Does the November share price for Ecolab Inc. (NYSE:ECL) reflect what it's really worth? Today, we will estimate the stock's intrinsic value by estimating the company's future cash flows and discounting them to their present value. One way to achieve this is by employing the Discounted Cash Flow (DCF) model. There's really not all that much to it, even though it might appear quite complex.
Remember though, that there are many ways to estimate a company's value, and a DCF is just one method. For those who are keen learners of equity analysis, the Simply Wall St analysis model here may be something of interest to you.
We're using the 2-stage growth model, which simply means we take in account two stages of company's growth. In the initial period the company may have a higher growth rate and the second stage is usually assumed to have a stable growth rate. In the first stage we need to estimate the cash flows to the business over the next ten years. Where possible we use analyst estimates, but when these aren't available we extrapolate the previous free cash flow (FCF) from the last estimate or reported value. We assume companies with shrinking free cash flow will slow their rate of shrinkage, and that companies with growing free cash flow will see their growth rate slow, over this period. We do this to reflect that growth tends to slow more in the early years than it does in later years.
A DCF is all about the idea that a dollar in the future is less valuable than a dollar today, so we discount the value of these future cash flows to their estimated value in today's dollars:
|Levered FCF ($, Millions)||US$1.75b||US$1.96b||US$2.06b||US$2.15b||US$2.23b||US$2.30b||US$2.37b||US$2.44b||US$2.50b||US$2.56b|
|Growth Rate Estimate Source||Analyst x11||Analyst x7||Est @ 5.18%||Est @ 4.29%||Est @ 3.67%||Est @ 3.24%||Est @ 2.93%||Est @ 2.72%||Est @ 2.57%||Est @ 2.46%|
|Present Value ($, Millions) Discounted @ 7.2%||US$1.6k||US$1.7k||US$1.7k||US$1.6k||US$1.6k||US$1.5k||US$1.5k||US$1.4k||US$1.3k||US$1.3k|
("Est" = FCF growth rate estimated by Simply Wall St)
Present Value of 10-year Cash Flow (PVCF) = US$15b
After calculating the present value of future cash flows in the initial 10-year period, we need to calculate the Terminal Value, which accounts for all future cash flows beyond the first stage. The Gordon Growth formula is used to calculate Terminal Value at a future annual growth rate equal to the 5-year average of the 10-year government bond yield of 2.2%. We discount the terminal cash flows to today's value at a cost of equity of 7.2%.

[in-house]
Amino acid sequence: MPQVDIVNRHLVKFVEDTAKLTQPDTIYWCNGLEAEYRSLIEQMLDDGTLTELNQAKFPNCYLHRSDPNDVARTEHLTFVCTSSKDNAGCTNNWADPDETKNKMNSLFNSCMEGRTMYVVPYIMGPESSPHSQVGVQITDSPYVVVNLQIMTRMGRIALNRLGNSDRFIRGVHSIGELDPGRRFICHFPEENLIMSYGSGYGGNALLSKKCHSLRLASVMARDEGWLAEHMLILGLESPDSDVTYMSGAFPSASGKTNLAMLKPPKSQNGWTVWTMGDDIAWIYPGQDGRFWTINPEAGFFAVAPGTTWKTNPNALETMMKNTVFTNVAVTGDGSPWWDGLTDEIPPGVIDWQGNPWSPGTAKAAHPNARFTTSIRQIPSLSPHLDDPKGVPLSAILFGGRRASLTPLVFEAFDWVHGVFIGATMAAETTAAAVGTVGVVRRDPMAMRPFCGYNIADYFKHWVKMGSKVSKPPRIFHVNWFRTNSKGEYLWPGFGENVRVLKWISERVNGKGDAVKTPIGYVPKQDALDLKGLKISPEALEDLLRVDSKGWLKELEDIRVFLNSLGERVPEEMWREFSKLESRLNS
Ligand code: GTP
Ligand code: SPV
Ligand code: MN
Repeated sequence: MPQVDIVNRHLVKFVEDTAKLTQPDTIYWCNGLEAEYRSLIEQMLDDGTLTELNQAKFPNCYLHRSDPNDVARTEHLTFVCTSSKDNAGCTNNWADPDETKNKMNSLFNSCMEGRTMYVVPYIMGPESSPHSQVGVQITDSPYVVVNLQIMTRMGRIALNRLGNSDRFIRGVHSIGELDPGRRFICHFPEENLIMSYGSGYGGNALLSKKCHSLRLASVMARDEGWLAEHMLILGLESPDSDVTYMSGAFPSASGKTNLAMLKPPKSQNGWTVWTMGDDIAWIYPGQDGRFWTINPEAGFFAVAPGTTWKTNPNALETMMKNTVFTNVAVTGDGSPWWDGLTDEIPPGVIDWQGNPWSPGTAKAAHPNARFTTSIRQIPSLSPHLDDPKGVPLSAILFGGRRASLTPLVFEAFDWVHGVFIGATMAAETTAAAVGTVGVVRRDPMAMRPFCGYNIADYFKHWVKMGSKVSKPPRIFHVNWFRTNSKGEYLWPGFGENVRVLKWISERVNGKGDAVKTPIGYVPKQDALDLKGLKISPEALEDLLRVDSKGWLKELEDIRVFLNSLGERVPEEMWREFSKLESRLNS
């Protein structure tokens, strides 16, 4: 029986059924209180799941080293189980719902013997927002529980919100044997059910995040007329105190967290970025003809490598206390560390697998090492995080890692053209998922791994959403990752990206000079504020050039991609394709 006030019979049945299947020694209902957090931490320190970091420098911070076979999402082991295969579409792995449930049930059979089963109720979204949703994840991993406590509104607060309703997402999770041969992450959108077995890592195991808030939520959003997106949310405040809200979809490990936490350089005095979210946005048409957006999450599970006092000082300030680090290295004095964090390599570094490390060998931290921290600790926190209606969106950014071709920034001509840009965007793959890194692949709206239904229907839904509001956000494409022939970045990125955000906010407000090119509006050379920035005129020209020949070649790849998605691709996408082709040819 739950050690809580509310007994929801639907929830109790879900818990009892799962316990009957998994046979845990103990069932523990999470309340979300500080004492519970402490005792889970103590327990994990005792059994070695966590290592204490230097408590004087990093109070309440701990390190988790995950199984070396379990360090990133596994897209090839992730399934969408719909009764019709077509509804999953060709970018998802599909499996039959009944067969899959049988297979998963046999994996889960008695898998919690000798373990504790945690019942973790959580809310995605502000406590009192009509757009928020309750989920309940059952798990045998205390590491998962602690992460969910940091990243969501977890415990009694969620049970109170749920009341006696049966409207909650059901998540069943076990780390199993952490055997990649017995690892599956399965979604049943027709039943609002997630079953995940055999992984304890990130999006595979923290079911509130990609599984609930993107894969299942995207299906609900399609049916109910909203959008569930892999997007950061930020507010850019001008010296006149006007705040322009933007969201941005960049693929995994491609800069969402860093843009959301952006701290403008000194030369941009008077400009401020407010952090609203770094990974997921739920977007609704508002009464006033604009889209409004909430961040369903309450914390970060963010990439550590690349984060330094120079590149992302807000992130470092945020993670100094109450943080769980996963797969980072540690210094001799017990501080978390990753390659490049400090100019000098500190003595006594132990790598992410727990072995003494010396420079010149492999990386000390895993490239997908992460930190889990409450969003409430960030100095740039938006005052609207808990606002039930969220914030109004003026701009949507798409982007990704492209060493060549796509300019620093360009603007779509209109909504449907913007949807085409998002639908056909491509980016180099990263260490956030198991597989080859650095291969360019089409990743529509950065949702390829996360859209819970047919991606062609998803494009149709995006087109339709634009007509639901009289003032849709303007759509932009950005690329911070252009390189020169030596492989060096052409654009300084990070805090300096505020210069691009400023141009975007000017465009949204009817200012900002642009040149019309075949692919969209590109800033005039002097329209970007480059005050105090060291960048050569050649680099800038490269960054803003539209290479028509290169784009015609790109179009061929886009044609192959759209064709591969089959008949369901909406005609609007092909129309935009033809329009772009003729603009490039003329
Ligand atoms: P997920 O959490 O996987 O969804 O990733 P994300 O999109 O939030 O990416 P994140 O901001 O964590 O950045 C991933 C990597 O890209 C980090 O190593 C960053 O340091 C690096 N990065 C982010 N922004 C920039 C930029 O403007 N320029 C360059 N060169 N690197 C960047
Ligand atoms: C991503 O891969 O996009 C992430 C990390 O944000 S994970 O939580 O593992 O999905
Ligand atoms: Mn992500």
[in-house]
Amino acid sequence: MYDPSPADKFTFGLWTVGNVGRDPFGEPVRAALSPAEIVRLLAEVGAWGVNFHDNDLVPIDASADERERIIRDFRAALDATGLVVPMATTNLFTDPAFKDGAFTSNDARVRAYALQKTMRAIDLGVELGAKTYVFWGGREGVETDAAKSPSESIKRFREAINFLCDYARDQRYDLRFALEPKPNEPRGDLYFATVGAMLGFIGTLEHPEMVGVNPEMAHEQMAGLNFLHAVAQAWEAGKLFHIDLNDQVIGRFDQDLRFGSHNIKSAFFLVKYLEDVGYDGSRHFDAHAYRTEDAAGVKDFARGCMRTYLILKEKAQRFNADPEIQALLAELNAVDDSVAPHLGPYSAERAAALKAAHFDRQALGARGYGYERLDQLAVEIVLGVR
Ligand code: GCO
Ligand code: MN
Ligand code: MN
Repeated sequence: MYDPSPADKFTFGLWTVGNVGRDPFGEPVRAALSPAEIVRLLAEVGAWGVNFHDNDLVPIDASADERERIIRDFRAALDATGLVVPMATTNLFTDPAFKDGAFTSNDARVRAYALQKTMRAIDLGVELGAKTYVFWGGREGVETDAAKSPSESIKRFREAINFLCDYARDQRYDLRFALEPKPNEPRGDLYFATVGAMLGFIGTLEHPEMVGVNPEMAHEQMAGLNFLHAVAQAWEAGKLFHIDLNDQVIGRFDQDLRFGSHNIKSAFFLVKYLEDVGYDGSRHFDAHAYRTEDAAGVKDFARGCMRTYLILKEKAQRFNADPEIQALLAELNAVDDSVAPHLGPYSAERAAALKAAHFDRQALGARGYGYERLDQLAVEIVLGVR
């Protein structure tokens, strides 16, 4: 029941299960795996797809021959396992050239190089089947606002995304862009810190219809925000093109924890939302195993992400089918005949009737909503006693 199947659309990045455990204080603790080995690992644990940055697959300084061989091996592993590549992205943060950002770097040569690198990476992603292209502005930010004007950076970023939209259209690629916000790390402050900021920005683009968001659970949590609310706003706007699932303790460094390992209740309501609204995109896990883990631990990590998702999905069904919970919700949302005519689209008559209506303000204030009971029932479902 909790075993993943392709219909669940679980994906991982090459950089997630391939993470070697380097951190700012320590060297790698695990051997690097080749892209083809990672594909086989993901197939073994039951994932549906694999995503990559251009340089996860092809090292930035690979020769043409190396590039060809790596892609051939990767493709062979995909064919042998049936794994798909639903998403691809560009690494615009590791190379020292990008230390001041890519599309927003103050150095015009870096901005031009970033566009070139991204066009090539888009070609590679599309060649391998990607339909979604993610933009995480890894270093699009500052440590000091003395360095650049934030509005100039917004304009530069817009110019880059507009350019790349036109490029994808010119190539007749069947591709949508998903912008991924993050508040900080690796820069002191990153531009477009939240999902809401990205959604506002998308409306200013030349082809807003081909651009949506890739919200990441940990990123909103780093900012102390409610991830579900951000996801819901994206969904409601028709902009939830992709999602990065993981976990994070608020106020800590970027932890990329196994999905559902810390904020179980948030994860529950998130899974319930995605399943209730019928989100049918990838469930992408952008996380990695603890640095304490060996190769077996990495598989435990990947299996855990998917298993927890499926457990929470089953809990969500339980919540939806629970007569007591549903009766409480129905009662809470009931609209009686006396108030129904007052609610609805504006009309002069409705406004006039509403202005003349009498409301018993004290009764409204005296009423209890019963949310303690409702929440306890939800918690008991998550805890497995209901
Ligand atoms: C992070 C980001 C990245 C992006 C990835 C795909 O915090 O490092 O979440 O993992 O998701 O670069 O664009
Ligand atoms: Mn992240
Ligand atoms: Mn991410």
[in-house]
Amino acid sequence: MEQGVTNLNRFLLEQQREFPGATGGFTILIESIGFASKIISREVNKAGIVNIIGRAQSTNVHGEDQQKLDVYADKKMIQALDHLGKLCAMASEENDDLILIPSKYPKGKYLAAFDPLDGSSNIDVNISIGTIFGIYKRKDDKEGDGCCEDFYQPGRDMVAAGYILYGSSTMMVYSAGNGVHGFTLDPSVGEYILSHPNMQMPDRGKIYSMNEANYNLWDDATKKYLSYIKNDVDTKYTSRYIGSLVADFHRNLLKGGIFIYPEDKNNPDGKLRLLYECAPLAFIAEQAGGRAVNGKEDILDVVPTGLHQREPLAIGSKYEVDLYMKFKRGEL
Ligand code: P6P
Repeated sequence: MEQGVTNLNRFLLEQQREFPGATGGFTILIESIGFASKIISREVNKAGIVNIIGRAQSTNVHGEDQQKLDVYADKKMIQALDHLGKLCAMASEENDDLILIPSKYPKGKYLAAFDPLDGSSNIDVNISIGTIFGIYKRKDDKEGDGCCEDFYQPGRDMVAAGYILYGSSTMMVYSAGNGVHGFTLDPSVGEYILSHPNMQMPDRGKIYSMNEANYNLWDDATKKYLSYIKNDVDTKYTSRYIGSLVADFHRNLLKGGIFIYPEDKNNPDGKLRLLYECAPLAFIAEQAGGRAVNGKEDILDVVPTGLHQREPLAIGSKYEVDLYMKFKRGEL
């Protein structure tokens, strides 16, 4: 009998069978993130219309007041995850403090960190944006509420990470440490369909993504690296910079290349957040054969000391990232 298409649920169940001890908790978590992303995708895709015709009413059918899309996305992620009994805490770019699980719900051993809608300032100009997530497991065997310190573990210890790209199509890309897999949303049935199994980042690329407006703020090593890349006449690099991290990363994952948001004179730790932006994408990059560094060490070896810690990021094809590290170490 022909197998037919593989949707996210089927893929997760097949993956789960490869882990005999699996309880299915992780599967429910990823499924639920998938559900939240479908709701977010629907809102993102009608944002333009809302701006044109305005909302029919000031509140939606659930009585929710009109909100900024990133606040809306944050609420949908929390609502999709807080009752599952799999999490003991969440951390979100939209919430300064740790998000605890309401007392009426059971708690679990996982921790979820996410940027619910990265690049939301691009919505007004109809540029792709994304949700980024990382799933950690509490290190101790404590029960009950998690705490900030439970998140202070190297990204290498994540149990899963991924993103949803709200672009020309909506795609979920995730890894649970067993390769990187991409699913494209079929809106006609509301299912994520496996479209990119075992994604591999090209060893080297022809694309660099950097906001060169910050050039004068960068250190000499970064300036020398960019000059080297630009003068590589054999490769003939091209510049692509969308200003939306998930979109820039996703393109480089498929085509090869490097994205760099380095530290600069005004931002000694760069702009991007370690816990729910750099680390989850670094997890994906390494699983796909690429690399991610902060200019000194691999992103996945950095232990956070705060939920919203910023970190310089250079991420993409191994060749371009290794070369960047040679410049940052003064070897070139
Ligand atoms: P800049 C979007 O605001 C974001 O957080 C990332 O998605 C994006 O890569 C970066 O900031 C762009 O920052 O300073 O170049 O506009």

Terminal Value (TV)= FCF2033 × (1 + g) ÷ (r – g) = US$2.6b× (1 + 2.2%) ÷ (7.2%– 2.2%) = US$52b
Present Value of Terminal Value (PVTV)= TV / (1 + r)10= US$52b÷ ( 1 + 7.2%)10= US$26b
The total value, or equity value, is then the sum of the present value of the future cash flows, which in this case is US$41b. In the final step we divide the equity value by the number of shares outstanding. Compared to the current share price of US$178, the company appears slightly overvalued at the time of writing. Remember though, that this is just an approximate valuation, and like any complex formula - garbage in, garbage out.
Now the most important inputs to a discounted cash flow are the discount rate, and of course, the actual cash flows. If you don't agree with these result, have a go at the calculation yourself and play with the assumptions. The DCF also does not consider the possible cyclicality of an industry, or a company's future capital requirements, so it does not give a full picture of a company's potential performance. Given that we are looking at Ecolab as potential shareholders, the cost of equity is used as the discount rate, rather than the cost of capital (or weighted average cost of capital, WACC) which accounts for debt. In this calculation we've used 7.2%, which is based on a levered beta of 1.004. Beta is a measure of a stock's volatility, compared to the market as a whole. We get our beta from the industry average beta of globally comparable companies, with an imposed limit between 0.8 and 2.0, which is a reasonable range for a stable business.
Although the valuation of a company is important, it is only one of many factors that you need to assess for a company. DCF models are not the be-all and end-all of investment valuation. Preferably you'd apply different cases and assumptions and see how they would impact the company's valuation. For instance, if the terminal value growth rate is adjusted slightly, it can dramatically alter the overall result. What is the reason for the share price exceeding the intrinsic value? For Ecolab, we've compiled three important factors you should explore:
PS. Simply Wall St updates its DCF calculation for every American stock every day, so if you want to find the intrinsic value of any other stock just search here.
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This article by Simply Wall St is general in nature. We provide commentary based on historical data and analyst forecasts only using an unbiased methodology and our articles are not intended to be financial advice. It does not constitute a recommendation to buy or sell any stock, and does not take account of your objectives, or your financial situation. We aim to bring you long-term focused analysis driven by fundamental data. Note that our analysis may not factor in the latest price-sensitive company announcements or qualitative material. Simply Wall St has no position in any stocks mentioned.